"Joe McPhee, born November 3,1939 in Miami, Florida, USA, is a multi-instrumentalist, composer, improviser, conceptualist and theoretician. He began playing the trumpet at age eight, taught by his father, himself a trumpet player. He continued on that instrument through his formative school years and later in a U.S. Army band stationed in Germany, at which time he was introduced to performing traditional jazz. Clifford Thornton's Freedom and Unity, released in 1969 on the Third World label, is the first recording on which he appears as a side man. In 1968, inspired by the music of Albert Ayler, he took up the saxophone and began an active involvement in both acoustic and electronic music.

His first recordings as leader appeared on the CJ Records label, founded in 1969 by painter Craig Johnson. These include Underground Railroad by the Joe McPhee Quartet (1969), Nation Time (1970), Trinity (1971) and Pieces of Light (1974). In 1975, Swiss entrepreneur Werner X. Uehlinger release Black Magic Man by McPhee, on what was to become Hat Hut Records.

In 1981, he met composer, accordionist, performer, and educator Pauline Oliveros, whose theories of "deep listening" strengthened his interests in extended instrumental and electronic techniques. he also discovered Edward de Bono's book Lateral Thinking: A Textbook of Creativity, which presents concepts for solving problems by "disrupting an apparent sequence and arriving at the solution from another angle." de Bono's theories inspired McPhee to apply this "sideways thinking" to his own work in creative improvisation, resulting in the concept of "Po Music." McPhee describes "Po Music" as a "process of provocation" (Po is a language indicator to show that provocation is being used) to "move from one fixed set of ideas in an attempt to discover new ones." He concludes, "It is a Positive, Possible, Poetic Hypothesis." The results of this application of Po principles to creative improvisation can be heard on several Hat Art recordings, including Topology, Linear B, and Oleo & a Future Retrospective.

In 1997, McPhee discovered two like-minded improvisers in bassist Dominic Duval and drummer Jay Rosen. The trio premiered at the Vision Jazz Festival in 1998 but the concert went unnoticed by the press. McPhee, Duval, and Rosen therefore decided that an apt title for the group would be Trio X. In 2004 he created Survival Unit III with Fred Lonberg-Holm and Michael Zerang to expand his musical horizons and with a career spanning nearly 50 years and over 100 recordings, he continues to tour internationally, forge new connections while reaching for music's outer limits."

-Joe McPhee Website (

Have a better biography or biography source? Please Contact Us so that we can update this biography.

"After taking up the bass, around 1987, John Edwards co-formed The Pointy Birds who went on to win awards for their music for The Cholmondeleys and Featherstonehaughs dance troupes. The group appeared at festivals in Glasgow, Edinburgh, Moers, Leverkusen, Copenhagen. Around 1990, Edwards played his first gigs with London improvisers such as Roger Turner, Lol Coxhill, Maggie Nicols, Phil Minton.

Between 1990 and 1995 Edwards was a member of three touring groups simultaneously: B-Shops For The Poor, The Honkies and GOD. During this period he also became an increasingly regular player on the London improvised music scene and performed his first solo gigs; he composed and performed music theatre with the bass and cello duo The Great Explorers, street-busked a lot and appeared at many more festivals in Germany, Estonia, France, Italy, Czech, etc.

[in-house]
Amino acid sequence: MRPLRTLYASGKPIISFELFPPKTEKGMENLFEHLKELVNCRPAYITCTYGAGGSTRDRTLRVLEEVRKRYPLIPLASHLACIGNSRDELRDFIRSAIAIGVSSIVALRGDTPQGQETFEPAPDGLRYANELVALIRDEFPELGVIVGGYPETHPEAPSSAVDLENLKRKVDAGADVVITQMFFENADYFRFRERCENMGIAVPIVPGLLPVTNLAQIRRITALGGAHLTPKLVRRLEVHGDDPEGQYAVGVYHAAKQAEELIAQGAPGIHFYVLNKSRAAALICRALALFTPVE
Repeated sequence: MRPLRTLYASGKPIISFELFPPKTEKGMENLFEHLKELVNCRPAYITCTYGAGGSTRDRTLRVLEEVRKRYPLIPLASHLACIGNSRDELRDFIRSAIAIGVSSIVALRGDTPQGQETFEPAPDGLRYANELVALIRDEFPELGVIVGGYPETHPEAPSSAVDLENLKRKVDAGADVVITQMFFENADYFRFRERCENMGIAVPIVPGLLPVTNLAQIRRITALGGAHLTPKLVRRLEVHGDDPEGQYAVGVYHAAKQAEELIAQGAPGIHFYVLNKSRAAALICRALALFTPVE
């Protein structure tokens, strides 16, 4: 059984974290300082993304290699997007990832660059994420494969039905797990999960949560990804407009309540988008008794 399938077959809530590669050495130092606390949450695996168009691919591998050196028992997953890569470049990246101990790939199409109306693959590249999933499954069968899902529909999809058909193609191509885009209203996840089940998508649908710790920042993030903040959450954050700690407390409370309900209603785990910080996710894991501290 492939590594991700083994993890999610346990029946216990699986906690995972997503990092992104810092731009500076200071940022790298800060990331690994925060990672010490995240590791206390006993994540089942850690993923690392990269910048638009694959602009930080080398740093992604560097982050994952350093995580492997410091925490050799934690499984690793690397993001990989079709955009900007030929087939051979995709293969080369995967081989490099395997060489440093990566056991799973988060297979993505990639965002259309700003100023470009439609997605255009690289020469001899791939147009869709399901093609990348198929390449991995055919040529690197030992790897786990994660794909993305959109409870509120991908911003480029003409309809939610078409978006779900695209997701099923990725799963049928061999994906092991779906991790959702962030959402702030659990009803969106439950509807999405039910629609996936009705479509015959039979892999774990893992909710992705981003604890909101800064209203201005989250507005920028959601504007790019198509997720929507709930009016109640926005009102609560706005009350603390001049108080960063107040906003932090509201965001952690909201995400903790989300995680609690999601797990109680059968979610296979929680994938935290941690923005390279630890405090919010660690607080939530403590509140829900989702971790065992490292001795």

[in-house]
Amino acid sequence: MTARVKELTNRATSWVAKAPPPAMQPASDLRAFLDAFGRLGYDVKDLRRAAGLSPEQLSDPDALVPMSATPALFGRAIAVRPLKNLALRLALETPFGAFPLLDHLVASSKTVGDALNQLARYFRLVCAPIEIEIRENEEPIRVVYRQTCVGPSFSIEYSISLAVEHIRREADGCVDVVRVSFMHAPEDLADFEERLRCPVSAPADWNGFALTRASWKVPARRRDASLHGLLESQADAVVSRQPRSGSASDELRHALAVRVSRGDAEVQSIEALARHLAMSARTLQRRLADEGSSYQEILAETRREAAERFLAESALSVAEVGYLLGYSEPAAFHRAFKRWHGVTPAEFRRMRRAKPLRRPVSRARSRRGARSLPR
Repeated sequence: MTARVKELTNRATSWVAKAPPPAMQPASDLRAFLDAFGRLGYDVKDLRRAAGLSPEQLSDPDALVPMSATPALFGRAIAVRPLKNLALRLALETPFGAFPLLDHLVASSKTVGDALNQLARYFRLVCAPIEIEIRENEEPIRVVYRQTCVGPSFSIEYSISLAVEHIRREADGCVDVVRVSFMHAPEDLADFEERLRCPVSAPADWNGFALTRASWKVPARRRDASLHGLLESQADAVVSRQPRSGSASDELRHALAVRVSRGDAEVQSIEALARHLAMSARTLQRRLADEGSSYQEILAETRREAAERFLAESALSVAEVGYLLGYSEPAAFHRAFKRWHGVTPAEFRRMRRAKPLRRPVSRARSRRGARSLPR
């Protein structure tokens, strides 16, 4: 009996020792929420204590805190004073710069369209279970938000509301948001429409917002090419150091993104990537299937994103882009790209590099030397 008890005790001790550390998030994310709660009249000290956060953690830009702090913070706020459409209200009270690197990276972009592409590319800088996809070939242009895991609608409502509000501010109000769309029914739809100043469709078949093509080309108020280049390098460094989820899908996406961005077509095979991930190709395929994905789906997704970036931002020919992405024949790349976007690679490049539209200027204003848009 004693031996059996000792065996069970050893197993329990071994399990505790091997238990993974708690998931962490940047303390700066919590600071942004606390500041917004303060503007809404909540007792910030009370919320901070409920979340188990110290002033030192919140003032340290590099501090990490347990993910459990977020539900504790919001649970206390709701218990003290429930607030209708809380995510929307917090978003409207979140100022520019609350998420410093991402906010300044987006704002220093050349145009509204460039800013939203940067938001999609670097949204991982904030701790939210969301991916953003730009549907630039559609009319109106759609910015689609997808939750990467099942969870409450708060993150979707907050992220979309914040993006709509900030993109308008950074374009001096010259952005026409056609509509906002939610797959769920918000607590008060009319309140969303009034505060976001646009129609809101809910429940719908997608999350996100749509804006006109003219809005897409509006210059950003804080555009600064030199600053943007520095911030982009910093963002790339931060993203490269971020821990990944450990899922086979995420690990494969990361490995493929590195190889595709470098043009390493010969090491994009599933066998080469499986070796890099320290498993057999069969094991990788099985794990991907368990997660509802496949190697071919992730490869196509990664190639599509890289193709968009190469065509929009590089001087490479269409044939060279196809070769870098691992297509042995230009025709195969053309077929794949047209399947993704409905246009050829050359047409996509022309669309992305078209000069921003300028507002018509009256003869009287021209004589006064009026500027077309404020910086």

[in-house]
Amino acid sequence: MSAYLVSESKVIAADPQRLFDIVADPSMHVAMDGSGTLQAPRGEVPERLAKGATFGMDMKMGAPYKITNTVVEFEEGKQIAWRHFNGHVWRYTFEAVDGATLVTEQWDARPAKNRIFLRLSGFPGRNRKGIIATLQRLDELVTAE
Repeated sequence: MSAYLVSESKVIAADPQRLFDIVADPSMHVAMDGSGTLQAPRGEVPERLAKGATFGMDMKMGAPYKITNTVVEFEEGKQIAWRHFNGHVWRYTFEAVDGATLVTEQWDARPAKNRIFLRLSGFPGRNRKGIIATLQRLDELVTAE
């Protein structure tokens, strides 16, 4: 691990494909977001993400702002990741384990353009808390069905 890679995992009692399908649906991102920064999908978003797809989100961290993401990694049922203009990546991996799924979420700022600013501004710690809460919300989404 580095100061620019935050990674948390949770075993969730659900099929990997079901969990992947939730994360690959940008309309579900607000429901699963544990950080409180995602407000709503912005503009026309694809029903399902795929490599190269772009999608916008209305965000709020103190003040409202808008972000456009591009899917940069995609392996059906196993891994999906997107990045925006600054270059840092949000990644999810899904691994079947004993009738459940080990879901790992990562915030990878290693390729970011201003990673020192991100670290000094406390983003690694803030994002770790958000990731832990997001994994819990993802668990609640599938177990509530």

Since 1995 John Edwards has become a "mainstay" of the London scene, playing with just about everybody, an activity that has seen him clocking up between 150 and 200 gigs a year. He has become regular player with Evan Parker, in many groupings, and with Tony Bevan, Veryan Weston, and Elton Dean, often in collaboration with Mark Sanders on percussion. He has become a more frequent player on the European (and festival) scene, appearing at Taktlos, Ulrichsburg, Nickelsdorf, Budapest, New Zealand and in the USA. He continues to work on solo performances."

-EFI (

Have a better biography or biography source? Please Contact Us so that we can update this biography.

"Klaus Kugel studied at the School of Jazz in Munich. Since 1989 he attracted attention worldwide through projects with Petras Vysniauskas, Karl Berger, Tomasz Stanko, Charlie Mariano, Kent Carter, Michel Pilz, Theo Jorgensmann, Kenny Wheeler, Vyacheslav Ganelin, Bobo Stenson, Glen Moore, Steve Swell, Sabir Mateen, Robert Dick, Peter Evans, Perry Robinson, Hilliard Greene, John Lindberg, Gerd Dudek, William Parker, Bobby Few, Roy Campbell, Jemeel Moondoc, Waclaw Zimpel, Mars Williams, Charles Gayle, Conny Bauer, Ken Vandermark, Joe McPhee, John Edwards a.m.o..

Over the past 30 years, he gave numerous concerts and appeared at festivals throughout Europe, the Baltic States, Canada, USA, Syria, Japan, Mexico, Russia, China, Ukraine, Azerbaijan and Israel."

-Klaus Kugel Website (

Have a better biography or biography source? Please Contact Us so that we can update this biography.

Track Listing:

1. Existential Moments 40:56

2. Light Beam (For Charles) 7:03

3. Images In Mind 7:11

Related Categories of Interest:

Improvised Music
Free Improvisation
Collective Free Improvsation
NY Downtown & Metropolitan Jazz/Improv
European Improvisation, Composition and Experimental Forms
London & UK Improv & Related Scenes
Trio Recordings
Joe McPhee
Staff Picks & Recommended Items
New in Improvised Music
Recent Releases and Best Sellers